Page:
It took a full week of strips for the eponymous hero of Lee Falk’s Mandrake the Magician strip to make his grand entrance. June 11, 1934 was the first strip, which evokes some of the feel of a classic mystery wind-up. But on June 15, in what has to stand as one of the most unambiguously racist intros in pop culture history, Mandrake’s “servant” Lothar heralds the coming of his “master.” One doesn’t even know where to start here. Falk’s full bore colonialism is more fully and relentlessly explored in his later The Phantom series whose origin we covered here and whose fetishes we covered here.
For all of its weaknesses, Mandrake remains important both to comic strip and comic book history in that his is the first strip to move towards a super-powered hero. Mandrake’s “magic” is only nominally super-natural, in that it is based on the power of suggestion and influence over others’ minds. But it precedes the appearance of Superman by 5 years and aldo nods towards costumed heroism, which would be more fully introduced in Falk’s The Phantom.
On Oct. 4, 1931 Chester Gould’s Dick Tracy launched with the strip above. To commemorate the birthday of my personal favorite strip of all time, I am gathering some of the pieces I have written around Dick Tracy over the last couple of years.
Even 30 years into one of the most successful runs in comic strip history, Chester Gould’s Dick Tracy continued to promote itself to new newspapers that still hadn’t syndicated the iconic hero. This ad ran in Editor & Publisher, the longtime trade bible for print periodical publications. Of course, this “man of stature” led the most grisly, violent and truly weird of all American comic strips. It was also one of the most compelling. For a gallery of gruesome villain deaths, see this earlier post. On the impaling of The Brow. On the general strangeness of Gould’s imagination. On Gould and Tracy’s conservatism.
Retribution was Chester Gould and Dick Tracy’s model for justice from the beginning. The strip started in 1931 literally as a revenge narrative. Standing over the murdered body of his fiancé Tess Trueheart’s father, civilian Tracy swears vengeance on the killers. He quickly joins the police force, but the themes of retribution and conviction by poetic justice remained a hallmark of the strip across four and a half decade run. From the beginning Chester Gould unapologetically crossed the lines of good taste. By the late 1930s in criminals like The Mole, B.B. Eyes, Flattop, Pruneface and the like, Gould started using outward disfigurement as expressive of inner villainy. And the level of explicit violence and even torture in Dick Tracy was unlike anything else on the comics page, or elsewhere in pop culture for that matter.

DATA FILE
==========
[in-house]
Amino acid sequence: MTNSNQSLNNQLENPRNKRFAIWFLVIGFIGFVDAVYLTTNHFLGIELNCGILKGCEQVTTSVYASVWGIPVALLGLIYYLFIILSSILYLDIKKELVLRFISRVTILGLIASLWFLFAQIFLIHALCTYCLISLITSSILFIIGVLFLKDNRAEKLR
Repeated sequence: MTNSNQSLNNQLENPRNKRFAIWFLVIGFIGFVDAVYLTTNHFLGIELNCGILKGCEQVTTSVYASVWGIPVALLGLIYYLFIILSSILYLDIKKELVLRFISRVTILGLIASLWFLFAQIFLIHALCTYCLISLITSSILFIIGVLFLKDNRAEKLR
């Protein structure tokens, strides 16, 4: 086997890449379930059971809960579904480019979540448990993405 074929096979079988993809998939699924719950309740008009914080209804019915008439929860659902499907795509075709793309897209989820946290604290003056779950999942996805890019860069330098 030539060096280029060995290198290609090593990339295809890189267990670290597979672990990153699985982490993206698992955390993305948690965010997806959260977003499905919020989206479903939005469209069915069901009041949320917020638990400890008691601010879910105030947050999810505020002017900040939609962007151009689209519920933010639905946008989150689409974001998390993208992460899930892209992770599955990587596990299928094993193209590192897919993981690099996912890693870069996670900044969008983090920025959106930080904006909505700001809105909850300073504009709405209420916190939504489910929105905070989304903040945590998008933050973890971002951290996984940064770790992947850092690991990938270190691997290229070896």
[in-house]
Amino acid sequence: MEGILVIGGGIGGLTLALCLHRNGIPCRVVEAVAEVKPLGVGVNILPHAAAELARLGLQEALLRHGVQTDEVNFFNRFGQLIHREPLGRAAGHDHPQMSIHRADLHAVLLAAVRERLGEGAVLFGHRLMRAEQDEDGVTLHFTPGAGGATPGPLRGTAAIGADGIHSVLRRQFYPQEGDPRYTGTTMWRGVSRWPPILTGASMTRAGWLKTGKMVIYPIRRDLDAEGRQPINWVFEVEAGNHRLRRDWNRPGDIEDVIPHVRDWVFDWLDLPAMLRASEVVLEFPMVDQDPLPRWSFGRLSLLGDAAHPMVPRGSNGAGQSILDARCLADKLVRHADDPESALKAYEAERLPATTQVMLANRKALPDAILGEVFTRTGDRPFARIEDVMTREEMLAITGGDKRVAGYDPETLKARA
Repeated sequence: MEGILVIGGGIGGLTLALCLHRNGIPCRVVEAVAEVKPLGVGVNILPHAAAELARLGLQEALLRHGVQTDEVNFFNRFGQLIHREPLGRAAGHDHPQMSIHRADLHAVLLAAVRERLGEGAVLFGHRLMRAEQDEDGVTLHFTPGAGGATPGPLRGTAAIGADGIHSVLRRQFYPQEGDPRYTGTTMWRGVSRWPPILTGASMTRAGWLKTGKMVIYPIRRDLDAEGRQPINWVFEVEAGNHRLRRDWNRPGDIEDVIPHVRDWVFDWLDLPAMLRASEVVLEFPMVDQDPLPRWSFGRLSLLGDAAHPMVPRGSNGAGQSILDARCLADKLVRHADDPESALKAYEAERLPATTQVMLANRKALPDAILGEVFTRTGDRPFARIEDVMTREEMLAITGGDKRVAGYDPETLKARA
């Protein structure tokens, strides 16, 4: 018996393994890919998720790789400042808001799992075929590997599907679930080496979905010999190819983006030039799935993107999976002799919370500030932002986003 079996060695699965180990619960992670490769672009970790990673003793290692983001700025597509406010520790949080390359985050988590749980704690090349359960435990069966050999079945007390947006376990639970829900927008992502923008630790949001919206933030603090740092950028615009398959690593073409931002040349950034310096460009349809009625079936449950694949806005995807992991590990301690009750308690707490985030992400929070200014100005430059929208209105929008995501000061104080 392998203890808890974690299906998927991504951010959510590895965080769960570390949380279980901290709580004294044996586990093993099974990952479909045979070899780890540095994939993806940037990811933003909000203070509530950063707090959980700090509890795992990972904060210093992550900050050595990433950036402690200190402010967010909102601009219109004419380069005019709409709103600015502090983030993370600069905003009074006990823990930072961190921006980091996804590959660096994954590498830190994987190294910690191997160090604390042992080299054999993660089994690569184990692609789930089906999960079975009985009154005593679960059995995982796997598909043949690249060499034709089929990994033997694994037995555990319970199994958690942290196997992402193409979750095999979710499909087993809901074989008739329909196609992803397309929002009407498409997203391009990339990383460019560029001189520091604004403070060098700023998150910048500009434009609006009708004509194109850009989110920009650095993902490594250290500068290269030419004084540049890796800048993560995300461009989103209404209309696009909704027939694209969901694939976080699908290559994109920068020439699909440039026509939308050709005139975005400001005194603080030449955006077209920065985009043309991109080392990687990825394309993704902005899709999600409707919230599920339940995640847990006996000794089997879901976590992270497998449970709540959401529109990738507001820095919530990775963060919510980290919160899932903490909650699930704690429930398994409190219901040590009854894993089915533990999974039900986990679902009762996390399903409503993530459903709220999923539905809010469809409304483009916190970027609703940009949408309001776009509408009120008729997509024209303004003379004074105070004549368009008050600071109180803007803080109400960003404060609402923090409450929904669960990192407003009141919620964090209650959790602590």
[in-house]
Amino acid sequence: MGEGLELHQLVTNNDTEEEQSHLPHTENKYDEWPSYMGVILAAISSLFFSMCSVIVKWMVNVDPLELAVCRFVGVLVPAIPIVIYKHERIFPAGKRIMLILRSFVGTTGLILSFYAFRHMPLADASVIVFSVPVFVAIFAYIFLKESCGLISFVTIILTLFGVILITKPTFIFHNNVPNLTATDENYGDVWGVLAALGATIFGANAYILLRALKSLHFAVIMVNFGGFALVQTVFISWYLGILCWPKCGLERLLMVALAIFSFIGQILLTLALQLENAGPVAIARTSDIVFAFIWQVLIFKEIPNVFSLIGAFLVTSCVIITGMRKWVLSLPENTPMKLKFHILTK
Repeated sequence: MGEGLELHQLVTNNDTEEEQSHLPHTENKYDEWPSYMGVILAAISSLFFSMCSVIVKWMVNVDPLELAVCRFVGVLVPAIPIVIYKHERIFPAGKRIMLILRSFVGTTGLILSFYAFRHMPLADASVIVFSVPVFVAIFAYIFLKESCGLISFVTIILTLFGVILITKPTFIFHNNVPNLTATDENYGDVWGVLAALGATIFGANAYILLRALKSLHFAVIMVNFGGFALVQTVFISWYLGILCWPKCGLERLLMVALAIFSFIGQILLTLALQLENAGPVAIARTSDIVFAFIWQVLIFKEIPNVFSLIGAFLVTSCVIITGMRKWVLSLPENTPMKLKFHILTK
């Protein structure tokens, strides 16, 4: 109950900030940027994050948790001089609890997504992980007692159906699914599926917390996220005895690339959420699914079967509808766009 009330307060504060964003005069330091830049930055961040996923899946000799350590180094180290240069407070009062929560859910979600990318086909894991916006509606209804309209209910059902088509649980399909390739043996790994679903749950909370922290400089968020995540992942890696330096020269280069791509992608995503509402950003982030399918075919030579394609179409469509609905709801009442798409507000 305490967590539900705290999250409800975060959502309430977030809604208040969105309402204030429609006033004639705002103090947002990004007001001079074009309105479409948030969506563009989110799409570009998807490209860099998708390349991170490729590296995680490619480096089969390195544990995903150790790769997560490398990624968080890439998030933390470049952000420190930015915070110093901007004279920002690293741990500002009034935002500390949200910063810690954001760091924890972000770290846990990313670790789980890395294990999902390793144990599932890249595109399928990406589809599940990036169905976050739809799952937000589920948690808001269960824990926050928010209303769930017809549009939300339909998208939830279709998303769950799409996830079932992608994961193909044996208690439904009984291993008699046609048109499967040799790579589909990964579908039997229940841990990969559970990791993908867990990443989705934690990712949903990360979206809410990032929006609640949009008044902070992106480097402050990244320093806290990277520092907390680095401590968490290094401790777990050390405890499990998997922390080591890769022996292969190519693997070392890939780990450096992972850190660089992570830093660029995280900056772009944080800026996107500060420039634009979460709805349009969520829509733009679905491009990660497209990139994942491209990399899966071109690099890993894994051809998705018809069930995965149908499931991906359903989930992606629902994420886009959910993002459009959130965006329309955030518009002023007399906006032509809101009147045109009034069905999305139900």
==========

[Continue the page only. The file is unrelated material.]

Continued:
The revenge motif was baked into the strip’s moral universe. Tracy villains didn’t just need to be sought, caught and jailed. They needed to be hounded and often tortured along the way. Many of Tracy’s prey ended up behind bars, but just as often they met poetically just ends. Gould turned the grisly, fitting deaths of villains into his own special kind of art. Here are some examples from the first two decades of the strip that highlight Gould’s dark talent for retributive justice and capital punishment Dick Tracy style. At these climactic moments we see most clearly the visual, moral and often bizarre world,
Final Curtain for Whip Chute – 1939
Subtlety was not in Chester Gould’s quiver. Here he triple underlines his irony.
B-B Eyes Gets Dumped – 1942
More than anything, Gould loved to kill and humiliate Tracy villains in slo-mo. Here, B-B Eyes hides in a garbage barge in the final leg of a desperate flight from justice, only to get dumped, trapped and drowned. Gould had a special talent for using the panel. framing and zoom techniques to communicate feeling through his use of space. His signature tight shots on dead villains often conveyed the loneliness and claustrophobia of death itself.